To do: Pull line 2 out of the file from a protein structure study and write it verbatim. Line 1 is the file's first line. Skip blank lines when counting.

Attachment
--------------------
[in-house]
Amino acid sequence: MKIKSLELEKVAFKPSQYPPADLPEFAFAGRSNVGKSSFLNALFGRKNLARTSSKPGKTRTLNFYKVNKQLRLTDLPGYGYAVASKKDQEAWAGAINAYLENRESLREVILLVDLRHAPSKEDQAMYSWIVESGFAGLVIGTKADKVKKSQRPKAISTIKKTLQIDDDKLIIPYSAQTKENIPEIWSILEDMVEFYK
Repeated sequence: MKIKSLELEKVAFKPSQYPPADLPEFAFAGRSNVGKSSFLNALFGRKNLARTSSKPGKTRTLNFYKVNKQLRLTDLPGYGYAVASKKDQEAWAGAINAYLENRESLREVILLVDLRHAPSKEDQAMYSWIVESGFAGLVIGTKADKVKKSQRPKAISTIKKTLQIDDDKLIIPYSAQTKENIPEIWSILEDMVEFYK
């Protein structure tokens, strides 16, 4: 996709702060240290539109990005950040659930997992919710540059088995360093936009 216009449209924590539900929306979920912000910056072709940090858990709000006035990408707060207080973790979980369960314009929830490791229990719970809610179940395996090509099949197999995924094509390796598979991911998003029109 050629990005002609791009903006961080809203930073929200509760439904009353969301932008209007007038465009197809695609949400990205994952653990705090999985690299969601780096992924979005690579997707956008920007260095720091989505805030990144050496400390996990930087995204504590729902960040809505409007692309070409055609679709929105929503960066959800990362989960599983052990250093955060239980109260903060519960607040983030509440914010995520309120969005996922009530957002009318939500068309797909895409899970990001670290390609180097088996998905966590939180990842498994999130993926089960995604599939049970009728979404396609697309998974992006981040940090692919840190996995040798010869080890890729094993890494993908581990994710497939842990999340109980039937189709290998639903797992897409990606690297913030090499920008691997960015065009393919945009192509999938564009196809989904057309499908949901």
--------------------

Amino acid sequence: MKIKSLELEKVAFKPSQYPPADLPEFAFAGRSNVGKSSFLNALFGRKNLARTSSKPGKTRTLNFYKVNKQLRLTDLPGYGYAVASKKDQEAWAGAINAYLENRESLREVILLVDLRHAPSKEDQAMYSWIVESGFAGLVIGTKADKVKKSQRPKAISTIKKTLQIDDDKLIIPYSAQTKENIPEIWSILEDMVEFYK